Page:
Rod Stewart’s “The Killing Georgie” reached #30 on the Billboard Charts in July of 1977, the third of four singles to make the Top 40 from the huge selling LP from the previous year, “A Night On The Town.” Of course, “Tonight’s the Night” was the big hit, stuck to the #1 spot for seven weeks, and I loved that album. The song “Killing of Georgie” was quite unusual fare lyrically for a chart record, dwelling on the gay bashing, and murder of Georgie. This was pretty somber stuff for mainstream radio then, and now. And, no it was not the first Top 40 hit to deal with LGBT topics…for example, “Lola” by the Kinks reached #9 in 1970, but still, this was a top artist broaching the subject, and rather sympathetically.
Unfortunately I am unable to host the video here, due to YouTube “rules” but you can easily find it.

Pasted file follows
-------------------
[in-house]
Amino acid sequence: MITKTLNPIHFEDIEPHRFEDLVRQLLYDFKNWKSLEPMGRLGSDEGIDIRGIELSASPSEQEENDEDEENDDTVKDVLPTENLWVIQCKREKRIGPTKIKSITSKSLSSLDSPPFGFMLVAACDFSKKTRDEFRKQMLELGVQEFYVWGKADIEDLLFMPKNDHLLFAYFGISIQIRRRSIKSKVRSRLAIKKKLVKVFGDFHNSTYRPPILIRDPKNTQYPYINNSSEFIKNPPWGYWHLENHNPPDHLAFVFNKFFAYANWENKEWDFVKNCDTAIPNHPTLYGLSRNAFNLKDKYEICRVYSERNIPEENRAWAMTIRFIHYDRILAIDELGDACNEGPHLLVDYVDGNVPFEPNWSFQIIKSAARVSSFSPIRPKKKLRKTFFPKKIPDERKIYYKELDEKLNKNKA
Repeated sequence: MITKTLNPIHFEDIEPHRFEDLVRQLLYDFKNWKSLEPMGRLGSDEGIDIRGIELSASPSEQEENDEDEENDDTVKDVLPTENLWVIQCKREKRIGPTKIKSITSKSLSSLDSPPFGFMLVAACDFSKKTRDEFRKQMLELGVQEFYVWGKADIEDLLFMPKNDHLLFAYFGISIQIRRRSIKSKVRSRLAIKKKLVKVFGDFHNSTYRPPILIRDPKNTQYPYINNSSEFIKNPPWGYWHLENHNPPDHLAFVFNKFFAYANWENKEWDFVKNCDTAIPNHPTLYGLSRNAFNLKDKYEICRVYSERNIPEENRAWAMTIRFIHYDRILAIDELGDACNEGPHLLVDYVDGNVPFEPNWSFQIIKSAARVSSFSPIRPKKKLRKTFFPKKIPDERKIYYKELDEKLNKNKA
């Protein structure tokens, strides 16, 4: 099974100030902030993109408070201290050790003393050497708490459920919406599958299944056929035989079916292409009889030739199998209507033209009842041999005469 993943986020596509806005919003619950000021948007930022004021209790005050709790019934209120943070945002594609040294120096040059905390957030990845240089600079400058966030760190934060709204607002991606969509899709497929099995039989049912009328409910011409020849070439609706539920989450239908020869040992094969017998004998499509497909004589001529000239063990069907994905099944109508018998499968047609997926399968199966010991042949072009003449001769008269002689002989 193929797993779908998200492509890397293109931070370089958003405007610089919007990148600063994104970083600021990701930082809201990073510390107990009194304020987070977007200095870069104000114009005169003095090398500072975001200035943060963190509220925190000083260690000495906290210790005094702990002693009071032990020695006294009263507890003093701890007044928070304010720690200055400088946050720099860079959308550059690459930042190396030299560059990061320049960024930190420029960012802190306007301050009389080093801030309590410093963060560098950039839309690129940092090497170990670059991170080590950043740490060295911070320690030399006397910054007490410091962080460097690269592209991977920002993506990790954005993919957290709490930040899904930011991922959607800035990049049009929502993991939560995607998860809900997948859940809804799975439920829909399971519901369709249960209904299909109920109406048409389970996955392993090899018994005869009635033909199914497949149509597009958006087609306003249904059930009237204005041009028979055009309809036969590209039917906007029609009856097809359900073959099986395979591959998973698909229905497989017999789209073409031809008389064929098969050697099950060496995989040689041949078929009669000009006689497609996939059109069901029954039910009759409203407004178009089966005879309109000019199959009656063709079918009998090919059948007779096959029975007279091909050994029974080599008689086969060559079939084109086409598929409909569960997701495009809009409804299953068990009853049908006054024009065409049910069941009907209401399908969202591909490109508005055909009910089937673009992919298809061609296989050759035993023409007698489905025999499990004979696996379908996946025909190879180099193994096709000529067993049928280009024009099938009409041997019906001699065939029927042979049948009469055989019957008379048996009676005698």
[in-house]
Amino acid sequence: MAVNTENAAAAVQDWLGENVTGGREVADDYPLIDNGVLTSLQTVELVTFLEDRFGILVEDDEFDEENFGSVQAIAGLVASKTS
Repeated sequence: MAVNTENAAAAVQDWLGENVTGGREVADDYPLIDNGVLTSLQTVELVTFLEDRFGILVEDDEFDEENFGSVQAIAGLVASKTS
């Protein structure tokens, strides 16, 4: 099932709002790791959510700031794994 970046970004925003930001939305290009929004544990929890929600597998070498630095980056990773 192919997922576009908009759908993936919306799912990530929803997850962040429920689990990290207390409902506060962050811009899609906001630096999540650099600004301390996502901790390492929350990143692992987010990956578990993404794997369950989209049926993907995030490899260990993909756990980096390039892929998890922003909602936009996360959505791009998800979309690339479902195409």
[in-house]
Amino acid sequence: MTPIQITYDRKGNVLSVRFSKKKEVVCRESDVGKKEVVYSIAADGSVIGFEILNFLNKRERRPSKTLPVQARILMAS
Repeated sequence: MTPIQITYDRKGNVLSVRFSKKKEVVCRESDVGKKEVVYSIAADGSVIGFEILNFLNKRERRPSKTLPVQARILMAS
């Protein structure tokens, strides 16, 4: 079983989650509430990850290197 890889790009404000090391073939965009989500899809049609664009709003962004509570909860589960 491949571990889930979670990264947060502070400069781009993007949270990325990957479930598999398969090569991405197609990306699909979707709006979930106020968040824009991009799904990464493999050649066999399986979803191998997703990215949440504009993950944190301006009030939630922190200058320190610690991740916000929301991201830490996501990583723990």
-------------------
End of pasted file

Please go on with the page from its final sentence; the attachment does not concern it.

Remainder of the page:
In a 1995 interview Steward explained, “That was a true story about a gay friend of The Faces. He was especially close to me and Mac. But he was knifed or shot, I can’t remember which. That was a song I wrote totally on me own over the chord of open E.” As to why he wrote it, “It’s probably because I was surrounded by gay people at that stage. I had a gay PR man, a gay manager. Everyone around me was gay. I don’t know whether that prompted me into it or not. I think it was a brave step, but it wasn’t a risk. You can’t write a song like that unless you’ve experienced it. But it was a subject that no one had approached before. And I think it still stands up today.”